Jean-Luc Godard: philosophy and film

Philosophy and Film: a match made in heaven, or a dead-end?

22 09 20.godard.ata

Jean-Luc Godard, who passed away on the 13th September, will be remembered as an enigmatic figure and pioneer of French New Wave cinema. Yet his legacy invites a grander question of the cinema’s potential (or perhaps lack thereof) to explore philosophical ideas. Here, Hunter Vaughan explores how Godard used film as a way to ‘perform’ philosophy, before outlining how the contemporary film industry must change in order to realise its full philosophical potential. 

 

 

Jean-Luc Godard, visionary filmmaker and perennial provocateur, was as conflictual in life as his legacy will no doubt be following his recent death at the age of 91. His oeuvre claims over 130 films as director, though as it spanned over short films, features, television series, digital content, and a variety of meta-textual activities, its quantitative summary is perhaps incalculable. And in a career that moved from flippant pastiche artist to self-branded Maoist to sincere curator of the legacies both positive and negative of moving-image culture, to understand and evaluate his work qualitatively is like trying to pin down an eel in an oil slick. His most superficial triteness held an abyssal profundity, while his audio-visual maxims smacked of dime-store advertising slogans. 

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Casts light on the potential and the limitations for cinema to express philosophical concepts or, even, perform philosophy as an act

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But while his transparent obsession with the largely white male canon of quotable wisdom often made it impossible to know if his messages were genuine or multi-layered plagiarism, his decades of philosophical meanderings on screen were uniquely authentic in their unapologetic and comprehensive manifestation of a zeitgeist that included Brecht and Bardot, Warhol and Vietnam, John Wayne and Fidel Castro. The dialectical list could proceed with endless referentiality, like an episode of L’histoire du cinema – though formally experimental as a modernist, Godard was definitively postmodern. Or perhaps even eventually post-postmodern, neoclassical in where he landed: digging through his epithets and euphemisms one finds a morphology of thought moving from the obscure to the clear, from deeply cynical nihilism to elegiac lamentation on the need for love in a world that has abandoned meaning and monetized human interactions. Perhaps this is the takeaway from a retrospective on Godard’s constantly self-reflective near-century as a filmmaking cineaste: it casts light on the potential and the limitations for cinema to express philosophical concepts or, even, perform philosophy as an act.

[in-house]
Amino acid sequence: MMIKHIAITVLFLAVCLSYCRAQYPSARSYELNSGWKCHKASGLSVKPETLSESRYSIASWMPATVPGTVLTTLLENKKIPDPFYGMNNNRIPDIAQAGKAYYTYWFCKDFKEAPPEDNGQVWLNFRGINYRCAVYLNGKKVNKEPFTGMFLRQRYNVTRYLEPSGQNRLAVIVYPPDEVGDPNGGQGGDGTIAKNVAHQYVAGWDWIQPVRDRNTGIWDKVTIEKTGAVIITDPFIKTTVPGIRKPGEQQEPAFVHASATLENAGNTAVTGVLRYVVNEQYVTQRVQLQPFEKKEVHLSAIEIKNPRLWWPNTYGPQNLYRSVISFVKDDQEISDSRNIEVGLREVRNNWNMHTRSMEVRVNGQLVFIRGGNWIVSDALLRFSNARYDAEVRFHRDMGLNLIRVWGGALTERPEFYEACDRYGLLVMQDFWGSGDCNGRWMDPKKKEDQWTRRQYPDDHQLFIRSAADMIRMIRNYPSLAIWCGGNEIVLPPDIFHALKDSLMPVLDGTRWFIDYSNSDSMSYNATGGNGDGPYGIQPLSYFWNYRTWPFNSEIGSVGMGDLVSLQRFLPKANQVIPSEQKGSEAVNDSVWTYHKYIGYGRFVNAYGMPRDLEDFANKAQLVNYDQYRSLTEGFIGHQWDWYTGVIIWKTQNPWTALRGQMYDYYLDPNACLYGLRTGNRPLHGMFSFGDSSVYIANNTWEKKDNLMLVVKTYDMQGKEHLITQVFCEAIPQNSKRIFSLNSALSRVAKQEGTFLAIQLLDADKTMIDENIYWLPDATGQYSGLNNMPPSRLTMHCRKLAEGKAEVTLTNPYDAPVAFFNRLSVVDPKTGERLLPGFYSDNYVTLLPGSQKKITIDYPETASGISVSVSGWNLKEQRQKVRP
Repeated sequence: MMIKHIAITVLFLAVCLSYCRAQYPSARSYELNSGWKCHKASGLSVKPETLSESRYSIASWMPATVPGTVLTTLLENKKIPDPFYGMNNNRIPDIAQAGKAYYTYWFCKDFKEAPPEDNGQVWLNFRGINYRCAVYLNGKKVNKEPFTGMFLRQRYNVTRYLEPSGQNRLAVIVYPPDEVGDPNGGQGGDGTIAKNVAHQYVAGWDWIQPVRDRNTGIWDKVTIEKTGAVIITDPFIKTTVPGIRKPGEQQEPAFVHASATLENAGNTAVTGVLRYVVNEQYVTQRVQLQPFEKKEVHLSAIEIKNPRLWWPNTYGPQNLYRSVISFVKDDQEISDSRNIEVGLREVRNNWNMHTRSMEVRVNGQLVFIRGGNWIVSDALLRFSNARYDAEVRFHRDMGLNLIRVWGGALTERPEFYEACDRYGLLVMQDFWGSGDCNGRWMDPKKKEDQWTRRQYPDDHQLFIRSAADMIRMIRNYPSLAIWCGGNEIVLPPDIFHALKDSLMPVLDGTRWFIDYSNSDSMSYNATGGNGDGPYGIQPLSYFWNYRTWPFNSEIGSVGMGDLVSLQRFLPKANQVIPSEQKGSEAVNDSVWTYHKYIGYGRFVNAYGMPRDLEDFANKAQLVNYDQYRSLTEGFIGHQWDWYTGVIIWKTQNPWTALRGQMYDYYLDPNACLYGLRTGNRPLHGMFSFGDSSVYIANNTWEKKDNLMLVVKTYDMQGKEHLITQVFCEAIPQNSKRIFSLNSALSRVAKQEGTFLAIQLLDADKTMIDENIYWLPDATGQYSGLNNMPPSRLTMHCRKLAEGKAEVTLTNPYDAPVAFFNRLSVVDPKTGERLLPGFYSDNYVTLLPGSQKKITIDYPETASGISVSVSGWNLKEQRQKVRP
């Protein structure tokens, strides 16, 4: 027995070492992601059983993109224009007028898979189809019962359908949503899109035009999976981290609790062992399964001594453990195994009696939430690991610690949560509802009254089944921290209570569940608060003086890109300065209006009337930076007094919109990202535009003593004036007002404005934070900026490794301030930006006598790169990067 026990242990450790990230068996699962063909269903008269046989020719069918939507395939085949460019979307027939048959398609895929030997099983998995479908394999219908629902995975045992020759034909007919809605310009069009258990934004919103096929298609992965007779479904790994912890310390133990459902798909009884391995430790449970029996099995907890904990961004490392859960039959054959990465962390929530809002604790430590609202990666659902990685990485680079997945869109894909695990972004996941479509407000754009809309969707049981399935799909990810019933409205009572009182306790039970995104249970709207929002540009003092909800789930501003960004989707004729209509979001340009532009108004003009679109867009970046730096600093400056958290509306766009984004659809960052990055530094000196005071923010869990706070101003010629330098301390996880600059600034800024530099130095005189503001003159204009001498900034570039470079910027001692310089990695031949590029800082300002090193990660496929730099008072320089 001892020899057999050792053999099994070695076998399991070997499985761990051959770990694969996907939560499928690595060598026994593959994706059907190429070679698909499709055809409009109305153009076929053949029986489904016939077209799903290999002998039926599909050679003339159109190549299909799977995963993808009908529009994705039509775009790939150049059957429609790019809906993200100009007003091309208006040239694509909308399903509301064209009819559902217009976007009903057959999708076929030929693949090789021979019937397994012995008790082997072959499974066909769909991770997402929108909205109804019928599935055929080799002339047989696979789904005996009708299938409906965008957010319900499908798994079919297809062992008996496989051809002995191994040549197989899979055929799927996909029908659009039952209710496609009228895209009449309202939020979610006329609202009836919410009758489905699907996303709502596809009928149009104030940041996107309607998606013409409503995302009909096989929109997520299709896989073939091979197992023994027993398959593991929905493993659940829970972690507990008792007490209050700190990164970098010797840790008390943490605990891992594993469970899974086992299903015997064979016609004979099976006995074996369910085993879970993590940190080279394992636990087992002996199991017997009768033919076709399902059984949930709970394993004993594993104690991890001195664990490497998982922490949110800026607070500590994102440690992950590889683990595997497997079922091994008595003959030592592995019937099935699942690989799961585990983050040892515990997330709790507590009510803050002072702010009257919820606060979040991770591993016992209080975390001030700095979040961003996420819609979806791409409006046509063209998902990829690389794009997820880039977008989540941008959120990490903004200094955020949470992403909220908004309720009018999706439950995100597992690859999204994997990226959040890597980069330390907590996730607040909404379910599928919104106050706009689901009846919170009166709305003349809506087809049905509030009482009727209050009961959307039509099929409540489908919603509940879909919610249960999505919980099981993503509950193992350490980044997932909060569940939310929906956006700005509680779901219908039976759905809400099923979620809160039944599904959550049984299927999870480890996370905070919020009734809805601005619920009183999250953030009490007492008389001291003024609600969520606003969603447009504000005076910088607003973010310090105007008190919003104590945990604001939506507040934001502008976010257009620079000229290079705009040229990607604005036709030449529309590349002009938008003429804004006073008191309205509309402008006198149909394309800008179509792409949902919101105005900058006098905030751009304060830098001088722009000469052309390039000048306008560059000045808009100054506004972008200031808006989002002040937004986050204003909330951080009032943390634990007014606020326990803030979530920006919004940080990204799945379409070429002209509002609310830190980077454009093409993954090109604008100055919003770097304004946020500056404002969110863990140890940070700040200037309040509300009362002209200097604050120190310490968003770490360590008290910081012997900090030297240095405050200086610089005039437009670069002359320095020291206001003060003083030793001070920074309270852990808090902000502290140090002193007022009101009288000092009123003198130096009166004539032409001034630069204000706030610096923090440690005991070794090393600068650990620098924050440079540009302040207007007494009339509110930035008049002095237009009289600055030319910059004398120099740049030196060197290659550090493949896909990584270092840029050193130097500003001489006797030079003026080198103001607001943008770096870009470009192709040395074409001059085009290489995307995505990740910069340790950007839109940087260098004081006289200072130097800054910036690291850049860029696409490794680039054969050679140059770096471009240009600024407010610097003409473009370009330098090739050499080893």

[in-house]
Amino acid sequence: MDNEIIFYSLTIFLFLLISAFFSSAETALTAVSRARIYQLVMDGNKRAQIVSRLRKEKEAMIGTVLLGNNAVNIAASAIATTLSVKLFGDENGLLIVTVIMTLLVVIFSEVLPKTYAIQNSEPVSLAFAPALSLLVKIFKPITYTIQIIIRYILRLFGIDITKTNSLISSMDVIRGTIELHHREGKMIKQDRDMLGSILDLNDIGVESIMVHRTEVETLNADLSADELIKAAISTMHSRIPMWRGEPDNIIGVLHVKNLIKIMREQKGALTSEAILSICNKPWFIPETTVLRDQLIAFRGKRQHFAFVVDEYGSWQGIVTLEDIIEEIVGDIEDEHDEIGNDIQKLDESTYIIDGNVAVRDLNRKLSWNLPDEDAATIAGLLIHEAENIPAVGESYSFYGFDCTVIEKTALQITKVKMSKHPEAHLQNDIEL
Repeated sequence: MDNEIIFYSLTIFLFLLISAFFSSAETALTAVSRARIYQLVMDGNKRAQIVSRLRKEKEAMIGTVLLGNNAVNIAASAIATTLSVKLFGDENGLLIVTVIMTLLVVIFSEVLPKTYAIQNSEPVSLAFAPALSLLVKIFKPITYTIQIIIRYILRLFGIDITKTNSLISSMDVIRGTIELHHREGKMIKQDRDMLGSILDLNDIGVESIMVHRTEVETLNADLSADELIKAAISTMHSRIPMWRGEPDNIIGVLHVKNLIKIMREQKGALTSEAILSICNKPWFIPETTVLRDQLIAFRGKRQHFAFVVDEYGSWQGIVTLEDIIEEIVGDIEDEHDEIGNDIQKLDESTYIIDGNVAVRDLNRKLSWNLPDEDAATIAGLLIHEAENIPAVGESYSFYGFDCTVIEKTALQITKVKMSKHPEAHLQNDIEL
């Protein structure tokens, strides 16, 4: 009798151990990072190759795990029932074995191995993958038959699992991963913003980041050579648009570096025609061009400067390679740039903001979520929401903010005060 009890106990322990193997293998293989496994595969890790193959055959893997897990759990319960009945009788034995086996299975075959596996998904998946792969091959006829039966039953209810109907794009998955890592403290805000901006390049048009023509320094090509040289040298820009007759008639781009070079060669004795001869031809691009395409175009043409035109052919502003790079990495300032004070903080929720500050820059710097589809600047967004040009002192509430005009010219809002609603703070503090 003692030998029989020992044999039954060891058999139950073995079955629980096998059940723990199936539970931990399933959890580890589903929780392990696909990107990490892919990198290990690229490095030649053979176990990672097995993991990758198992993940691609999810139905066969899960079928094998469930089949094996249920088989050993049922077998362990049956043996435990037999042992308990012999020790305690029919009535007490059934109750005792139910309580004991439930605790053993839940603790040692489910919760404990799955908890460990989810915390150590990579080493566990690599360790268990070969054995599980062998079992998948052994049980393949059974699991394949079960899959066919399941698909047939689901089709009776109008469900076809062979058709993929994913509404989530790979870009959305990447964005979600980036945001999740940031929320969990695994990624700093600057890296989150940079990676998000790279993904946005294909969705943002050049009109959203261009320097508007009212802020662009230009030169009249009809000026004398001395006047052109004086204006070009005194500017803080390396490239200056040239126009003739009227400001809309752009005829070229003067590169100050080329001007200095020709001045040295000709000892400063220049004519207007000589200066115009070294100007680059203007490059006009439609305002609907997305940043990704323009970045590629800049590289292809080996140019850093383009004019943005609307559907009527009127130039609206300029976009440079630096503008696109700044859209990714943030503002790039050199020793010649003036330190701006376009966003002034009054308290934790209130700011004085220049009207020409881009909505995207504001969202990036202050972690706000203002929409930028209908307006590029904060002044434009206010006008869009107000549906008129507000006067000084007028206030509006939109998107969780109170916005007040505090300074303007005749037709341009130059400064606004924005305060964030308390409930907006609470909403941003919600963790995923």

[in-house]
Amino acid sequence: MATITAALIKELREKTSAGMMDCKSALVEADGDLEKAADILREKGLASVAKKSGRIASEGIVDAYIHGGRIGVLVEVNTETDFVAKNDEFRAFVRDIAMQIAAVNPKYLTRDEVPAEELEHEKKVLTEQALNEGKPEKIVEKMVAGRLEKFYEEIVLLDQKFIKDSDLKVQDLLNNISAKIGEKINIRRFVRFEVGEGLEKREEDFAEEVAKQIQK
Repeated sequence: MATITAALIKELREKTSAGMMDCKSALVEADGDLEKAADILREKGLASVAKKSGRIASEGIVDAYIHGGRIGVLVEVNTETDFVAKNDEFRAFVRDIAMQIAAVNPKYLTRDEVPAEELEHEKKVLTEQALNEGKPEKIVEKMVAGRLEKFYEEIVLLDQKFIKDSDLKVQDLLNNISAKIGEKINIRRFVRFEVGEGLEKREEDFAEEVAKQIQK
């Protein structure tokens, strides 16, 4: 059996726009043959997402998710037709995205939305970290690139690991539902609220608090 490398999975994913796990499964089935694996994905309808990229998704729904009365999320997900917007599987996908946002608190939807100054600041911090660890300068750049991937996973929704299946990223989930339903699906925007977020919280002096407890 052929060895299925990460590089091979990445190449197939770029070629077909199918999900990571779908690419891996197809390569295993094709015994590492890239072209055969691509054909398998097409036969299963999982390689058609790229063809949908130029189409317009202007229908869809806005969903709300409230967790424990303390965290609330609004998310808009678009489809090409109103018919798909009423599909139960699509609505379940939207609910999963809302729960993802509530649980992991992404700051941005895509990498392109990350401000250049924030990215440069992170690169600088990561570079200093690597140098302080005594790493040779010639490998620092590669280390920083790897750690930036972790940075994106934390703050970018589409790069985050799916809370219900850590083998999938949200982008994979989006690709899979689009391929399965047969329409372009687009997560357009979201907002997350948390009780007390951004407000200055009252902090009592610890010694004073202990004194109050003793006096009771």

Born into the bourgeois comforts his more radical work would deride (while he himself maintained their privilege), he was a cultural scavenger and iconoclast whose opportunity surfaced at the perfect time and place: postwar Paris. The French capital’s legacy as an international Inter-war sanctuary for high modernist masters from Picasso to Kandinsky to Josephine Baker cast as glimmering a romanticized echo as did the brutal challenge of untangling memory and identity from the recent nightmare of the Occupation, the Collaboration, the Holocaust, and ongoing Colonialism cast a shrouded pall on a city of nostalgic avant-gardism that would become epicentre for the intellectualized film criticism and state-supported European art cinema of the 1960s and 70s. 

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Godard’s earliest films began as thoughts on the history and nature of cinema, extensions of his self-consciously esoteric critical writing and debate in the corridors of Cahiers du cinema, a popular monthly that did more than any other text to promote a retrospective theorization of film history, while consolidating among its writers the band of rogue cinephiles that would become the self-celebrating auteurs of the French New Wave. As likely to paraphrase Nietzsche (often inaccurately) as to cite Hollywood classics (often sarcastically), this generation both in France and elsewhere bore a unique development: the first generation to come into adulthood through a youth and adolescent fully exposed to and engaged in discussing the breadth of international cinema history. They grew up with the Cinematheque as their mecca, and made the films that would announce a new intellectualism for the medium as independent cinemas and film studies departments sprouted across the 1960s and 70s, a time that witnessed a seemingly impossible rate of social and political change worldwide.